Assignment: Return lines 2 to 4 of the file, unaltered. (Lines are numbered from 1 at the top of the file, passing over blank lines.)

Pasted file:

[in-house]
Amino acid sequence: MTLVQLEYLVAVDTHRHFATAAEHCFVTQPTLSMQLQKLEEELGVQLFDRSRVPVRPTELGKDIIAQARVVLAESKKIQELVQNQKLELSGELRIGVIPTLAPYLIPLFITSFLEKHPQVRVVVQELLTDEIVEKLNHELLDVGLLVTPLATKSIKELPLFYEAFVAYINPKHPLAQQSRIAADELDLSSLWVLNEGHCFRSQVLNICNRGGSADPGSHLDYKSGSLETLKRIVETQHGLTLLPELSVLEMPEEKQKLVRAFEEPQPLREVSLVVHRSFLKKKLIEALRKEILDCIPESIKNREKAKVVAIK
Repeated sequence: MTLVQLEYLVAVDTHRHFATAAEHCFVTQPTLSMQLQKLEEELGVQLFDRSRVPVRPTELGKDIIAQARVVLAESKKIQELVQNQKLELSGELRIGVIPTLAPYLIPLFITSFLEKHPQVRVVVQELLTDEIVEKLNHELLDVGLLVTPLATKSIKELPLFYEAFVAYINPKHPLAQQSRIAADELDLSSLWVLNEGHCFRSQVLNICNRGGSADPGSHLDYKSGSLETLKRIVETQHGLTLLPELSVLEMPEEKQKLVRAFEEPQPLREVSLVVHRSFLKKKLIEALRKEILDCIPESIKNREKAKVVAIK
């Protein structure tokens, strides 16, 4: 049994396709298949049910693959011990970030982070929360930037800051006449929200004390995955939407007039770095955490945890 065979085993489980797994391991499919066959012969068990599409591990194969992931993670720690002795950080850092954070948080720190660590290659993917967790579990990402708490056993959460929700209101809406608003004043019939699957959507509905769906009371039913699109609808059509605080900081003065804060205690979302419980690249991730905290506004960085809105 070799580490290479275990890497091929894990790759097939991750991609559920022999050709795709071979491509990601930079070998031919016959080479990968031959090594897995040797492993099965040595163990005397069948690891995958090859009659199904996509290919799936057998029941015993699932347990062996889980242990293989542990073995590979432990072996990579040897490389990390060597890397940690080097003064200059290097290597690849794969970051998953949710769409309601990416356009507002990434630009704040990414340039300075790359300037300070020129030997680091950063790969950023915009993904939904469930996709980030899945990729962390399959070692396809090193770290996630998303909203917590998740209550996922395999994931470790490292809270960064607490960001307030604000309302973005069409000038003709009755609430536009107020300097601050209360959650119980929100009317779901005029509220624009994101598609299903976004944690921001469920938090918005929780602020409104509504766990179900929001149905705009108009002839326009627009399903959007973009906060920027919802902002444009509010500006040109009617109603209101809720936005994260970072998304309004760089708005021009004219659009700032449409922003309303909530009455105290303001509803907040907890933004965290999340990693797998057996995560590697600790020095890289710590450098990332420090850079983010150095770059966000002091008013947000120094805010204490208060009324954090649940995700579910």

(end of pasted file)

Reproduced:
Amino acid sequence: MTLVQLEYLVAVDTHRHFATAAEHCFVTQPTLSMQLQKLEEELGVQLFDRSRVPVRPTELGKDIIAQARVVLAESKKIQELVQNQKLELSGELRIGVIPTLAPYLIPLFITSFLEKHPQVRVVVQELLTDEIVEKLNHELLDVGLLVTPLATKSIKELPLFYEAFVAYINPKHPLAQQSRIAADELDLSSLWVLNEGHCFRSQVLNICNRGGSADPGSHLDYKSGSLETLKRIVETQHGLTLLPELSVLEMPEEKQKLVRAFEEPQPLREVSLVVHRSFLKKKLIEALRKEILDCIPESIKNREKAKVVAIK
Repeated sequence: MTLVQLEYLVAVDTHRHFATAAEHCFVTQPTLSMQLQKLEEELGVQLFDRSRVPVRPTELGKDIIAQARVVLAESKKIQELVQNQKLELSGELRIGVIPTLAPYLIPLFITSFLEKHPQVRVVVQELLTDEIVEKLNHELLDVGLLVTPLATKSIKELPLFYEAFVAYINPKHPLAQQSRIAADELDLSSLWVLNEGHCFRSQVLNICNRGGSADPGSHLDYKSGSLETLKRIVETQHGLTLLPELSVLEMPEEKQKLVRAFEEPQPLREVSLVVHRSFLKKKLIEALRKEILDCIPESIKNREKAKVVAIK
């Protein structure tokens, strides 16, 4: 049994396709298949049910693959011990970030982070929360930037800051006449929200004390995955939407007039770095955490945890 065979085993489980797994391991499919066959012969068990599409591990194969992931993670720690002795950080850092954070948080720190660590290659993917967790579990990402708490056993959460929700209101809406608003004043019939699957959507509905769906009371039913699109609808059509605080900081003065804060205690979302419980690249991730905290506004960085809105 070799580490290479275990890497091929894990790759097939991750991609559920022999050709795709071979491509990601930079070998031919016959080479990968031959090594897995040797492993099965040595163990005397069948690891995958090859009659199904996509290919799936057998029941015993699932347990062996889980242990293989542990073995590979432990072996990579040897490389990390060597890397940690080097003064200059290097290597690849794969970051998953949710769409309601990416356009507002990434630009704040990414340039300075790359300037300070020129030997680091950063790969950023915009993904939904469930996709980030899945990729962390399959070692396809090193770290996630998303909203917590998740209550996922395999994931470790490292809270960064607490960001307030604000309302973005069409000038003709009755609430536009107020300097601050209360959650119980929100009317779901005029509220624009994101598609299903976004944690921001469920938090918005929780602020409104509504766990179900929001149905705009108009002839326009627009399903959007973009906060920027919802902002444009509010500006040109009617109603209101809720936005994260970072998304309004760089708005021009004219659009700032449409922003309303909530009455105290303001509803907040907890933004965290999340990693797998057996995560590697600790020095890289710590450098990332420090850079983010150095770059966000002091008013947000120094805010204490208060009324954090649940995700579910």